A stall strip is a fixed device employed on the leading edge of fixed-wing aircraft to modify the aerodynamic characteristics of the airfoil. Stall strips are used to initiate flow separation at chosen locations on the wing during high-angle of attack flight, so as to improve the controllability of the aircraft when it enters stall. They are typically employed in pairs, symmetrically on both wings. On aircraft where wing airflow is affected by asymmetrical propeller wash, a strip may be used on a single wing to reduce risk of entering a spin.
A stall strip alters the wing’s stall characteristics and ensures that the wing root stalls before the wing tips. This is usually as a result of initial aircraft flight testing which shows that the existing stall characteristics are unacceptable for certification.
In some cases, such as the American Aviation AA-1 Yankee, stall strips are planned to be used on the wing from the start. In the case of the AA-1 the left and right wings were identical, interchangeable and built on a single wing jig, thus the more traditional use of washout in the wing design was not possible.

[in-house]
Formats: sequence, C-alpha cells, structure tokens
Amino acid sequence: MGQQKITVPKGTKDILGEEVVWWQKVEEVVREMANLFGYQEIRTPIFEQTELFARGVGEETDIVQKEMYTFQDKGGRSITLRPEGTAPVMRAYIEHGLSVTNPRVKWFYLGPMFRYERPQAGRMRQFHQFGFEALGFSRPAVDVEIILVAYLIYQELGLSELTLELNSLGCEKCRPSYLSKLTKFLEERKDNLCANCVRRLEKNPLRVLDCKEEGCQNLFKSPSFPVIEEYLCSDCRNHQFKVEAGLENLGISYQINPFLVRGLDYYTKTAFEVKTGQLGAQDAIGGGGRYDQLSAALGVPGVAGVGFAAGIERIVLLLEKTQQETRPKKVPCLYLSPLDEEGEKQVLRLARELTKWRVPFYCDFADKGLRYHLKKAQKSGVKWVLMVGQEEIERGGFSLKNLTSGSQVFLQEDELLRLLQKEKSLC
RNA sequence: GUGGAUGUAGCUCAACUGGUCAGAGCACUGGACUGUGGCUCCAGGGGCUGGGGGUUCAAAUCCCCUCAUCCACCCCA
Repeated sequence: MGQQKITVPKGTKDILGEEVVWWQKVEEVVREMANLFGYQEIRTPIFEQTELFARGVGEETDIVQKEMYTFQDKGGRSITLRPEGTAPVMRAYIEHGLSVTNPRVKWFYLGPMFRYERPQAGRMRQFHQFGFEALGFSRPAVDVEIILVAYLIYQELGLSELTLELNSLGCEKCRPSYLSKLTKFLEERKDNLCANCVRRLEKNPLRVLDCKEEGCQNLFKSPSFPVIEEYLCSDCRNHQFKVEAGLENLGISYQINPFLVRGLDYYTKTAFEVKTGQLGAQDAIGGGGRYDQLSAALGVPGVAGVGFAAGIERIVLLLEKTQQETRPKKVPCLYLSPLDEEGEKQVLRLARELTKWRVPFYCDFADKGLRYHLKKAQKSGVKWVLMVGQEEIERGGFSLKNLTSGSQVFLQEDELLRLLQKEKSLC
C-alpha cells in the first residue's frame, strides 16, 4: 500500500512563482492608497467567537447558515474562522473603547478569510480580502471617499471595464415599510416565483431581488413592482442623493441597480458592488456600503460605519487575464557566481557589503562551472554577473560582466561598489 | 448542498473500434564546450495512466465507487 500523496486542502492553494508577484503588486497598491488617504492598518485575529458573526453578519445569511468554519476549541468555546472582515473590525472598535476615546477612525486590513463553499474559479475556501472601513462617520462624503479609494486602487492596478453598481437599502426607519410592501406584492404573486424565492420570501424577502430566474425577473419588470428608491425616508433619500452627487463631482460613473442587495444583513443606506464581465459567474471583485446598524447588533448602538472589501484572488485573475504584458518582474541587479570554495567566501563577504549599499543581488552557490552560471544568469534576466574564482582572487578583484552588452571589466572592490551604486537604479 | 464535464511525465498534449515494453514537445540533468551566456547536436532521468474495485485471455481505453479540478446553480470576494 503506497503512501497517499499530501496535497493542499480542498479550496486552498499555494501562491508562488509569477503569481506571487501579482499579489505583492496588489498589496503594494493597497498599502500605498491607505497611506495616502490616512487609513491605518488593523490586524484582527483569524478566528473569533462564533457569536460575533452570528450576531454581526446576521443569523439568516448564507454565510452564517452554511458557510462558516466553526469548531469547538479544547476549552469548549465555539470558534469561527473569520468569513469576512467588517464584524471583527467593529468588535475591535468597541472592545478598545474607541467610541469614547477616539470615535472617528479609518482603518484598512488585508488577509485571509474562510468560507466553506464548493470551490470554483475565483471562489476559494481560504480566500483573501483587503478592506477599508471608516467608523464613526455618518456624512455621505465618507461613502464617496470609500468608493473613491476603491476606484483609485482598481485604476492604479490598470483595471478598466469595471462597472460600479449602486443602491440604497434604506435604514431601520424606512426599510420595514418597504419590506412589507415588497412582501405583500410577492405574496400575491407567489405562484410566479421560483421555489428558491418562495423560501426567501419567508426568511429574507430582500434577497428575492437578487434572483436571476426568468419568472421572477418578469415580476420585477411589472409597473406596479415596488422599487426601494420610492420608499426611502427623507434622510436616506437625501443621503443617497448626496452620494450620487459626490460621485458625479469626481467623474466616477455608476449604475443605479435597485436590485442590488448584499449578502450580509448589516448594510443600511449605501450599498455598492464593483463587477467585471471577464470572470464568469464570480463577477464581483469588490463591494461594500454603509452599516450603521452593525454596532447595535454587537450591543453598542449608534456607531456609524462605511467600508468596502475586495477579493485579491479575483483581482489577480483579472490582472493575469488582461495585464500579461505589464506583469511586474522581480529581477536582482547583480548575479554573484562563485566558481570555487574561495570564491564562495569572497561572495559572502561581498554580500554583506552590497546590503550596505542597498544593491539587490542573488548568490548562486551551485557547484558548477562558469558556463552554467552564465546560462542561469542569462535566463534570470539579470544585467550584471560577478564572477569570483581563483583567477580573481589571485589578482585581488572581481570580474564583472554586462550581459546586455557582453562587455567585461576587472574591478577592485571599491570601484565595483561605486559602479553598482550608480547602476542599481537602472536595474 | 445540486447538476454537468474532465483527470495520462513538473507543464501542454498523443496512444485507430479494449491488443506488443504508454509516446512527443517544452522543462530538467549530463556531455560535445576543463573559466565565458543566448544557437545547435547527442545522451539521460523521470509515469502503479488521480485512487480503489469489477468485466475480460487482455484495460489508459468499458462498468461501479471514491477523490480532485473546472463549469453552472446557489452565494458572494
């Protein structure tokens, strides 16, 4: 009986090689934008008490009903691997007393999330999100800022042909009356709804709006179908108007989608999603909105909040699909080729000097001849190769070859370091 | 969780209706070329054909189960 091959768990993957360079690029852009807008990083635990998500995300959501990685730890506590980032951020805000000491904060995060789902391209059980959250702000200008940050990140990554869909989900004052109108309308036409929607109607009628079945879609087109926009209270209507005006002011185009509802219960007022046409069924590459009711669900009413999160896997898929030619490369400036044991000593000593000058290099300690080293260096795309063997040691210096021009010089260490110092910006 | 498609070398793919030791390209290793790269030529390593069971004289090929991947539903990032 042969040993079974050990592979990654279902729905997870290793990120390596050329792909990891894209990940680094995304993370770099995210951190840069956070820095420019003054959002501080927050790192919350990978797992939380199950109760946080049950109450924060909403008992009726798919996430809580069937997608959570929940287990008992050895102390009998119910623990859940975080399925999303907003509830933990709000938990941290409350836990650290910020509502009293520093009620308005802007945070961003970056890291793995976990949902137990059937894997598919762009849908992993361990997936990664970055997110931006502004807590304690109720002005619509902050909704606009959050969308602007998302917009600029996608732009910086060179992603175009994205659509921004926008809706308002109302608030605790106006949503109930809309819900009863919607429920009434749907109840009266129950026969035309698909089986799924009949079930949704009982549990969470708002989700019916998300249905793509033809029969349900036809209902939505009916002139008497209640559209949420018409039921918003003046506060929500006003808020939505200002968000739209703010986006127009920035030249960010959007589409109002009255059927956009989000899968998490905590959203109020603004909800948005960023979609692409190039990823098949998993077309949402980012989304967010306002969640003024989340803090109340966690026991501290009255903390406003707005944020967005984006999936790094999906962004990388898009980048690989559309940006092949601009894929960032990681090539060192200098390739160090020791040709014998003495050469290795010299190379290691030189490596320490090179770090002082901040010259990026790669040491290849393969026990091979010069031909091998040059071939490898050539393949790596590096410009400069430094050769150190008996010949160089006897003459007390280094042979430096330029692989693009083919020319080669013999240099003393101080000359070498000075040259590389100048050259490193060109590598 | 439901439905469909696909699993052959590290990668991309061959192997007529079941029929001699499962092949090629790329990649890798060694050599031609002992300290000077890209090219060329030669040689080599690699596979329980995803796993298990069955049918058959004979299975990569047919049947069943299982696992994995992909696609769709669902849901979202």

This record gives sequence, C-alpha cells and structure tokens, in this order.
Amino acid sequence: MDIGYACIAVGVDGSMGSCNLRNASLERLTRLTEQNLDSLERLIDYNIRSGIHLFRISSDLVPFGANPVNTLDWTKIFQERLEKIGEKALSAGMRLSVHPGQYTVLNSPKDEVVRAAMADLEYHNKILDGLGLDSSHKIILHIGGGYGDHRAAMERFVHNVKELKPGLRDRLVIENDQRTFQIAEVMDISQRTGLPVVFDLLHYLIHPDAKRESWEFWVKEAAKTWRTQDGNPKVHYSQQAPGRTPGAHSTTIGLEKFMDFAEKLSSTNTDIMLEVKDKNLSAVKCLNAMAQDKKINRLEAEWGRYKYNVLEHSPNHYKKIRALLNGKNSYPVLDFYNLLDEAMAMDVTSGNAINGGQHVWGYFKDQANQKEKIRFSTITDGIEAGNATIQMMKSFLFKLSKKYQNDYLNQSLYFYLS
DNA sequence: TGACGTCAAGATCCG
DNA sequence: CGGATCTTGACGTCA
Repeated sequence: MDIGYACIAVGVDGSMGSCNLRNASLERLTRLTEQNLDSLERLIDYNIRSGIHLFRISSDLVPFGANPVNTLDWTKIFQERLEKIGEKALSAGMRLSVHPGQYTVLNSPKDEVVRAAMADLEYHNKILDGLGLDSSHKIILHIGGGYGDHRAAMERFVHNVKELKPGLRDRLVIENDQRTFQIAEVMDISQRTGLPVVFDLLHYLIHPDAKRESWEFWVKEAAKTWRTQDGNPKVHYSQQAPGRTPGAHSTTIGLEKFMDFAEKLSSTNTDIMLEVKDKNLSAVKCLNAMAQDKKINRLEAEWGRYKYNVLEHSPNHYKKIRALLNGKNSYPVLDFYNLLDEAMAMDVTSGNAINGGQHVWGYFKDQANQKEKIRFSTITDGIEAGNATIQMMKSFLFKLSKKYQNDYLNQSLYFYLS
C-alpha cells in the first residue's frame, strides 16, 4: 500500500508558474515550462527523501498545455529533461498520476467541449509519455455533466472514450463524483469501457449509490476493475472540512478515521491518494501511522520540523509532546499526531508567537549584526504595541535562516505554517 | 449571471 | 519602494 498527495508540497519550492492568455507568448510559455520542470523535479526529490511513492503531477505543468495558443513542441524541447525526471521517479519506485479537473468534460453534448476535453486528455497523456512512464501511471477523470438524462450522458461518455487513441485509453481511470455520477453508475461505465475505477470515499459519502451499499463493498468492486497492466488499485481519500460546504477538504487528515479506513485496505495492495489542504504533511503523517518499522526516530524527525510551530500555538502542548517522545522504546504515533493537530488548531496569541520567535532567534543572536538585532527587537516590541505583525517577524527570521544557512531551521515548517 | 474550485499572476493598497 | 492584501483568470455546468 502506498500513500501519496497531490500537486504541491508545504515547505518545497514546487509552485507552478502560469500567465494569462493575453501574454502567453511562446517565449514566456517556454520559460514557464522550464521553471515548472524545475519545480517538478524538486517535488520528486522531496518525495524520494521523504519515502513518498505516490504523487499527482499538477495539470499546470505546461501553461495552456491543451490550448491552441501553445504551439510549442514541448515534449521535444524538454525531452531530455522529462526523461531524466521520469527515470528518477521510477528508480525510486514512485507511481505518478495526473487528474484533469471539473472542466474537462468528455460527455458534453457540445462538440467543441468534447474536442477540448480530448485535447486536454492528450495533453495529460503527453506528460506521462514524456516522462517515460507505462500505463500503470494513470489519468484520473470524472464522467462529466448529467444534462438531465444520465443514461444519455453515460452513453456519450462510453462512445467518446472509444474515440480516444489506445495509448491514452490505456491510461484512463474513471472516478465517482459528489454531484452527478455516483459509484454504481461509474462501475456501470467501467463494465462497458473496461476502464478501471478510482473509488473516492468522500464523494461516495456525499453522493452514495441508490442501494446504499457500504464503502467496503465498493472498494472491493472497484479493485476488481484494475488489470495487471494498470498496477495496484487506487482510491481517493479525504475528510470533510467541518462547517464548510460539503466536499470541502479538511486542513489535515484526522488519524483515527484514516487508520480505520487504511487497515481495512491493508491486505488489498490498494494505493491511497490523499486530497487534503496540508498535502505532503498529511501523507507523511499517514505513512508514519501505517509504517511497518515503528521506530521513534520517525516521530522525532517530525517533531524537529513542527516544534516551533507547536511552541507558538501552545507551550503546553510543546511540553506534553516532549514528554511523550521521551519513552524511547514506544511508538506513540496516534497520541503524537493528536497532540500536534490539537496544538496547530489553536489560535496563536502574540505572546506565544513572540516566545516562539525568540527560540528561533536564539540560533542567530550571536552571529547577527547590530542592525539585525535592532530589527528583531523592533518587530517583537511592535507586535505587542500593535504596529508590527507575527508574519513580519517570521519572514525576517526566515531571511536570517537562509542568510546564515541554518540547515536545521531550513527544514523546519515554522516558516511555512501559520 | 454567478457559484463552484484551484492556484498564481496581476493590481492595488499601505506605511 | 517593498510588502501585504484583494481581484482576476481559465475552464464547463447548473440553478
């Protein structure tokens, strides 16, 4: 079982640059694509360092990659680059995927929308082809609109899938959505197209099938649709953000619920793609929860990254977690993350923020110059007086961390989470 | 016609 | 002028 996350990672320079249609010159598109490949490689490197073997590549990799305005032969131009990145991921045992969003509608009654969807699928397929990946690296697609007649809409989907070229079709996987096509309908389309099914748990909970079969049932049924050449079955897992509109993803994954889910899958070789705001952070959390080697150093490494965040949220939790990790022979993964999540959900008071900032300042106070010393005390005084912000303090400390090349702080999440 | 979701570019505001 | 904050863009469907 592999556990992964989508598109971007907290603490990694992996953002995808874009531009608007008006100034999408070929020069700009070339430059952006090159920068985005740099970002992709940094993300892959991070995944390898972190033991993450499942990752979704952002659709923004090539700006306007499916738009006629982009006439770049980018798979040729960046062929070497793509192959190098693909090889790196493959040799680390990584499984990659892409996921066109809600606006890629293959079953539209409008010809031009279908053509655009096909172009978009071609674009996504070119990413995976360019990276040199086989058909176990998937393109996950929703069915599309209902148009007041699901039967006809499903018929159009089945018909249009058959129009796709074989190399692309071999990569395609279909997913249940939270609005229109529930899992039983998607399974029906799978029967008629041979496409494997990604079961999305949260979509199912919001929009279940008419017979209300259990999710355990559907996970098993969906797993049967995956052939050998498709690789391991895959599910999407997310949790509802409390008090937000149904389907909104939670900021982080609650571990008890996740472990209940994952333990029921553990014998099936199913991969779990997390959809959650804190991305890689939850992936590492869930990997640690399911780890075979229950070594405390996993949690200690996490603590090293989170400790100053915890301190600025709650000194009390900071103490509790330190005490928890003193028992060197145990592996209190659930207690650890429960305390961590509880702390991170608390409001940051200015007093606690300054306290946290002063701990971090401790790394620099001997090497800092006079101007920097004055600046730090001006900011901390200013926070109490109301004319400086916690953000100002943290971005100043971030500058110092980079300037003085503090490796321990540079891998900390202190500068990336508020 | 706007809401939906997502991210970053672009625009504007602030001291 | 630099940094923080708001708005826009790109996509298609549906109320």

Stall strips typically consist of a small piece of material, usually aluminium, triangular in cross section and often 6-12 inches (15–30 cm) in length. It is riveted or bonded on the point of the wing’s leading edge, usually at the wing root. At high angles of attack, it trips the still-laminar boundary layer, initiating flow separation earlier than at other positions along the wing. This has the effect of causing the wing root to stall before the outer portions of the wing, ensuring a progressive outward stall, minimizing the risk of spinning and giving maximum aileron control throughout the stall.
They are usually factory-installed or, on rarer occasion, an after-market modification.
|Wikimedia Commons has media related to Stall strips.|